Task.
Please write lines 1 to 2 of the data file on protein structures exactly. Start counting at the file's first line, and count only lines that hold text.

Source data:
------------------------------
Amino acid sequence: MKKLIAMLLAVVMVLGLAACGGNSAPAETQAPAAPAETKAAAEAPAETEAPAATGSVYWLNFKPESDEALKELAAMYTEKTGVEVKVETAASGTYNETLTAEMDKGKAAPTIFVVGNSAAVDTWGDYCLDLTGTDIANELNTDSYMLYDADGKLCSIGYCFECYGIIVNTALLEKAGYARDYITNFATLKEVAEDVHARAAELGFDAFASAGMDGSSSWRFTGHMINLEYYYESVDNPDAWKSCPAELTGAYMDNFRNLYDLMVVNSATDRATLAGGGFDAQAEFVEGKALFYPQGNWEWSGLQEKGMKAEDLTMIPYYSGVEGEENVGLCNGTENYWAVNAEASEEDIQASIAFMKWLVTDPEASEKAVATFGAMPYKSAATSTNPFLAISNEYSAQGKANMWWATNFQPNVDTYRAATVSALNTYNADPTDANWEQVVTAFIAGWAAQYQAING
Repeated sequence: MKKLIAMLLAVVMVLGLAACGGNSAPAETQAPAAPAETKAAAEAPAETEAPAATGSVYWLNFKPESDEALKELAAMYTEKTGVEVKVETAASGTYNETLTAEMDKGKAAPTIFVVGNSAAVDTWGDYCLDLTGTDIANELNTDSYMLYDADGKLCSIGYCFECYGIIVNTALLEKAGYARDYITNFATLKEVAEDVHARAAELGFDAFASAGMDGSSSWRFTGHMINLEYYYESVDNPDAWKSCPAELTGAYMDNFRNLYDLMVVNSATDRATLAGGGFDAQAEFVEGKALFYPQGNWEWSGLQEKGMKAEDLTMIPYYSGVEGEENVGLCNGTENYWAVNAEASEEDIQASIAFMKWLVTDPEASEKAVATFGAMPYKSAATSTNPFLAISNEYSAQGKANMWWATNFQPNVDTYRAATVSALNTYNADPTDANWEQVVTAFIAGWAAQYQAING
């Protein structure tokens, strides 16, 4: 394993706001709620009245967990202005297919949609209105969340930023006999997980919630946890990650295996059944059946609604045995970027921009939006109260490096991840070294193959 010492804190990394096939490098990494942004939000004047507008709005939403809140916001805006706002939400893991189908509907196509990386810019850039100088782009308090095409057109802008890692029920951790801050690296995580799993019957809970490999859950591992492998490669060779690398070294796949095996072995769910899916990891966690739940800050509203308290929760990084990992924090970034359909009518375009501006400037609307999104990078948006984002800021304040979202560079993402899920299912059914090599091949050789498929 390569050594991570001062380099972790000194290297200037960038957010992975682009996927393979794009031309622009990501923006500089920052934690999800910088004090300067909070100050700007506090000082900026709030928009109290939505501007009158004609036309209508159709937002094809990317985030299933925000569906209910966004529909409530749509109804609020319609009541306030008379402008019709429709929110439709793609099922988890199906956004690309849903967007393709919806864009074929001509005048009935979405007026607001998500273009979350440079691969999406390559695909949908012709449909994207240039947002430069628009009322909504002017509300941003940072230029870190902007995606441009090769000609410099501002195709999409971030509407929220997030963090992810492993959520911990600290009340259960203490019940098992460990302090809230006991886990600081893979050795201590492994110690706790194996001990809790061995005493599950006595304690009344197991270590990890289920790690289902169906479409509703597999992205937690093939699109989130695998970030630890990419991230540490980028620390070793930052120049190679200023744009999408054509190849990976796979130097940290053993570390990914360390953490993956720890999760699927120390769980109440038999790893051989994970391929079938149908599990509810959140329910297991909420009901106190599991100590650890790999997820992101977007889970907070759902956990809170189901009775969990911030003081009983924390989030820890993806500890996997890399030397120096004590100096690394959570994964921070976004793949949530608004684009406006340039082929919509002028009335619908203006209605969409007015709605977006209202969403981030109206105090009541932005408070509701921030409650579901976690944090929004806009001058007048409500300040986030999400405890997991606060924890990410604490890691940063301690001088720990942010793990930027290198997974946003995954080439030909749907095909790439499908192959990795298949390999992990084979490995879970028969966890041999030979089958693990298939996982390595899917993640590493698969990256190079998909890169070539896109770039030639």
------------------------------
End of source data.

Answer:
Amino acid sequence: MKKLIAMLLAVVMVLGLAACGGNSAPAETQAPAAPAETKAAAEAPAETEAPAATGSVYWLNFKPESDEALKELAAMYTEKTGVEVKVETAASGTYNETLTAEMDKGKAAPTIFVVGNSAAVDTWGDYCLDLTGTDIANELNTDSYMLYDADGKLCSIGYCFECYGIIVNTALLEKAGYARDYITNFATLKEVAEDVHARAAELGFDAFASAGMDGSSSWRFTGHMINLEYYYESVDNPDAWKSCPAELTGAYMDNFRNLYDLMVVNSATDRATLAGGGFDAQAEFVEGKALFYPQGNWEWSGLQEKGMKAEDLTMIPYYSGVEGEENVGLCNGTENYWAVNAEASEEDIQASIAFMKWLVTDPEASEKAVATFGAMPYKSAATSTNPFLAISNEYSAQGKANMWWATNFQPNVDTYRAATVSALNTYNADPTDANWEQVVTAFIAGWAAQYQAING
Repeated sequence: MKKLIAMLLAVVMVLGLAACGGNSAPAETQAPAAPAETKAAAEAPAETEAPAATGSVYWLNFKPESDEALKELAAMYTEKTGVEVKVETAASGTYNETLTAEMDKGKAAPTIFVVGNSAAVDTWGDYCLDLTGTDIANELNTDSYMLYDADGKLCSIGYCFECYGIIVNTALLEKAGYARDYITNFATLKEVAEDVHARAAELGFDAFASAGMDGSSSWRFTGHMINLEYYYESVDNPDAWKSCPAELTGAYMDNFRNLYDLMVVNSATDRATLAGGGFDAQAEFVEGKALFYPQGNWEWSGLQEKGMKAEDLTMIPYYSGVEGEENVGLCNGTENYWAVNAEASEEDIQASIAFMKWLVTDPEASEKAVATFGAMPYKSAATSTNPFLAISNEYSAQGKANMWWATNFQPNVDTYRAATVSALNTYNADPTDANWEQVVTAFIAGWAAQYQAING